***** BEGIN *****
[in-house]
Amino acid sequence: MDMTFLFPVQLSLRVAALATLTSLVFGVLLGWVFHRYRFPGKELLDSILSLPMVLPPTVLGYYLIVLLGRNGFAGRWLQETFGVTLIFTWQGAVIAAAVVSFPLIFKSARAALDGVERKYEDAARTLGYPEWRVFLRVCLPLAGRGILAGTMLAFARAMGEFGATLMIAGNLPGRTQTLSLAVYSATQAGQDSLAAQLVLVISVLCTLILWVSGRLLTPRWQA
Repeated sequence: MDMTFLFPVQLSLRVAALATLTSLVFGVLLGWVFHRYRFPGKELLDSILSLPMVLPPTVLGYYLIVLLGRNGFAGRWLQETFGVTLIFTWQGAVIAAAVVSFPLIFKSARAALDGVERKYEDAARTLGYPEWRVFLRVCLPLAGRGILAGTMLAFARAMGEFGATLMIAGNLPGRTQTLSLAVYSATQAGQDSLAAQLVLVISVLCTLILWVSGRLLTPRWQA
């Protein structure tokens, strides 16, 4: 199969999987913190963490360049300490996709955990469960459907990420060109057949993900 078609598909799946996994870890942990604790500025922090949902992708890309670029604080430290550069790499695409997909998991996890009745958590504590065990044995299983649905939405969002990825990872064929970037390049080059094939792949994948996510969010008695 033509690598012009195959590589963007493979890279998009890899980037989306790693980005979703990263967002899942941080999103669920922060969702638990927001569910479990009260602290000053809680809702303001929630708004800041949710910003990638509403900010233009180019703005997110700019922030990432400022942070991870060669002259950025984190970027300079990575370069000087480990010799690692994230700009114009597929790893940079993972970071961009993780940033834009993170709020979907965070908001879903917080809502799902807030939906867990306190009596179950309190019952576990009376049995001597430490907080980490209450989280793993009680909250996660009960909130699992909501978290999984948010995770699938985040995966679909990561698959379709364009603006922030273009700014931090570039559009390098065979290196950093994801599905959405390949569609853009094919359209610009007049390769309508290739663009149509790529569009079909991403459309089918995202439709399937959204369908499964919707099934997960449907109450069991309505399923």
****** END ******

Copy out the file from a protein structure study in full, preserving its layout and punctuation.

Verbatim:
[in-house]
Amino acid sequence: MDMTFLFPVQLSLRVAALATLTSLVFGVLLGWVFHRYRFPGKELLDSILSLPMVLPPTVLGYYLIVLLGRNGFAGRWLQETFGVTLIFTWQGAVIAAAVVSFPLIFKSARAALDGVERKYEDAARTLGYPEWRVFLRVCLPLAGRGILAGTMLAFARAMGEFGATLMIAGNLPGRTQTLSLAVYSATQAGQDSLAAQLVLVISVLCTLILWVSGRLLTPRWQA
Repeated sequence: MDMTFLFPVQLSLRVAALATLTSLVFGVLLGWVFHRYRFPGKELLDSILSLPMVLPPTVLGYYLIVLLGRNGFAGRWLQETFGVTLIFTWQGAVIAAAVVSFPLIFKSARAALDGVERKYEDAARTLGYPEWRVFLRVCLPLAGRGILAGTMLAFARAMGEFGATLMIAGNLPGRTQTLSLAVYSATQAGQDSLAAQLVLVISVLCTLILWVSGRLLTPRWQA
């Protein structure tokens, strides 16, 4: 199969999987913190963490360049300490996709955990469960459907990420060109057949993900 078609598909799946996994870890942990604790500025922090949902992708890309670029604080430290550069790499695409997909998991996890009745958590504590065990044995299983649905939405969002990825990872064929970037390049080059094939792949994948996510969010008695 033509690598012009195959590589963007493979890279998009890899980037989306790693980005979703990263967002899942941080999103669920922060969702638990927001569910479990009260602290000053809680809702303001929630708004800041949710910003990638509403900010233009180019703005997110700019922030990432400022942070991870060669002259950025984190970027300079990575370069000087480990010799690692994230700009114009597929790893940079993972970071961009993780940033834009993170709020979907965070908001879903917080809502799902807030939906867990306190009596179950309190019952576990009376049995001597430490907080980490209450989280793993009680909250996660009960909130699992909501978290999984948010995770699938985040995966679909990561698959379709364009603006922030273009700014931090570039559009390098065979290196950093994801599905959405390949569609853009094919359209610009007049390769309508290739663009149509790529569009079909991403459309089918995202439709399937959204369908499964919707099934997960449907109450069991309505399923």